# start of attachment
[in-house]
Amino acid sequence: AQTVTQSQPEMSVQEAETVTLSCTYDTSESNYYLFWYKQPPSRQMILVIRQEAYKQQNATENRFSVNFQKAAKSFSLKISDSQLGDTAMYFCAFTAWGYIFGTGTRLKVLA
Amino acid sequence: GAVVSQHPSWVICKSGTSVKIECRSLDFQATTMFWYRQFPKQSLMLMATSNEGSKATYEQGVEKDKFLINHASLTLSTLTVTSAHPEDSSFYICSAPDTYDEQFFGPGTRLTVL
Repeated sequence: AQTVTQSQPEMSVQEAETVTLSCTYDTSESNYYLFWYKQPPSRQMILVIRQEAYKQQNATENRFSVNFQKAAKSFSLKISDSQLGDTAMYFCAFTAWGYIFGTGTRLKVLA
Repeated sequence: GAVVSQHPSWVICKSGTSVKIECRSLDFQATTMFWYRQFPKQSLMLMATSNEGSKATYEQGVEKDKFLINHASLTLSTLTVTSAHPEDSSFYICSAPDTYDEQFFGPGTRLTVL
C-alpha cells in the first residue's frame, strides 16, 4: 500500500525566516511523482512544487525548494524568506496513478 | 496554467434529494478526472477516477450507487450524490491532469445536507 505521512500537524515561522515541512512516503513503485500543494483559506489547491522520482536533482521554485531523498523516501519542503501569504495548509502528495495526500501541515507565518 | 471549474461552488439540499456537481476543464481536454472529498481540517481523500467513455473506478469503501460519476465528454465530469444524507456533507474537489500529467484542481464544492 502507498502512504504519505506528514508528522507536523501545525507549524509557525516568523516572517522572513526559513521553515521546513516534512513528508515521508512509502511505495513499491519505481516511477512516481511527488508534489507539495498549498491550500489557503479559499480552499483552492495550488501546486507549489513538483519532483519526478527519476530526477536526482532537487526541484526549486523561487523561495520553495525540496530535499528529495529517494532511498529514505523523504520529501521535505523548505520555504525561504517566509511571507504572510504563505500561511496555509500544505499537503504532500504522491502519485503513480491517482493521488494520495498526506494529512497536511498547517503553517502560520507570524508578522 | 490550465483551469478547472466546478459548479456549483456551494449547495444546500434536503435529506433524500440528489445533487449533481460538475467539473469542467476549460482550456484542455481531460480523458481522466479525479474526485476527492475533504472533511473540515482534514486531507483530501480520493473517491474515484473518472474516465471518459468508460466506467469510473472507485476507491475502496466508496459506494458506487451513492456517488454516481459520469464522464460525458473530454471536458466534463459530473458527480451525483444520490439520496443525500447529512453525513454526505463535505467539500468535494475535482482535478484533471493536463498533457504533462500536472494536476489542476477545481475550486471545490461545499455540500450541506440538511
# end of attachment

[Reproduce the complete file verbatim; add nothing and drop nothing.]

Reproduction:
[in-house]
Amino acid sequence: AQTVTQSQPEMSVQEAETVTLSCTYDTSESNYYLFWYKQPPSRQMILVIRQEAYKQQNATENRFSVNFQKAAKSFSLKISDSQLGDTAMYFCAFTAWGYIFGTGTRLKVLA
Amino acid sequence: GAVVSQHPSWVICKSGTSVKIECRSLDFQATTMFWYRQFPKQSLMLMATSNEGSKATYEQGVEKDKFLINHASLTLSTLTVTSAHPEDSSFYICSAPDTYDEQFFGPGTRLTVL
Repeated sequence: AQTVTQSQPEMSVQEAETVTLSCTYDTSESNYYLFWYKQPPSRQMILVIRQEAYKQQNATENRFSVNFQKAAKSFSLKISDSQLGDTAMYFCAFTAWGYIFGTGTRLKVLA
Repeated sequence: GAVVSQHPSWVICKSGTSVKIECRSLDFQATTMFWYRQFPKQSLMLMATSNEGSKATYEQGVEKDKFLINHASLTLSTLTVTSAHPEDSSFYICSAPDTYDEQFFGPGTRLTVL
C-alpha cells in the first residue's frame, strides 16, 4: 500500500525566516511523482512544487525548494524568506496513478 | 496554467434529494478526472477516477450507487450524490491532469445536507 505521512500537524515561522515541512512516503513503485500543494483559506489547491522520482536533482521554485531523498523516501519542503501569504495548509502528495495526500501541515507565518 | 471549474461552488439540499456537481476543464481536454472529498481540517481523500467513455473506478469503501460519476465528454465530469444524507456533507474537489500529467484542481464544492 502507498502512504504519505506528514508528522507536523501545525507549524509557525516568523516572517522572513526559513521553515521546513516534512513528508515521508512509502511505495513499491519505481516511477512516481511527488508534489507539495498549498491550500489557503479559499480552499483552492495550488501546486507549489513538483519532483519526478527519476530526477536526482532537487526541484526549486523561487523561495520553495525540496530535499528529495529517494532511498529514505523523504520529501521535505523548505520555504525561504517566509511571507504572510504563505500561511496555509500544505499537503504532500504522491502519485503513480491517482493521488494520495498526506494529512497536511498547517503553517502560520507570524508578522 | 490550465483551469478547472466546478459548479456549483456551494449547495444546500434536503435529506433524500440528489445533487449533481460538475467539473469542467476549460482550456484542455481531460480523458481522466479525479474526485476527492475533504472533511473540515482534514486531507483530501480520493473517491474515484473518472474516465471518459468508460466506467469510473472507485476507491475502496466508496459506494458506487451513492456517488454516481459520469464522464460525458473530454471536458466534463459530473458527480451525483444520490439520496443525500447529512453525513454526505463535505467539500468535494475535482482535478484533471493536463498533457504533462500536472494536476489542476477545481475550486471545490461545499455540500450541506440538511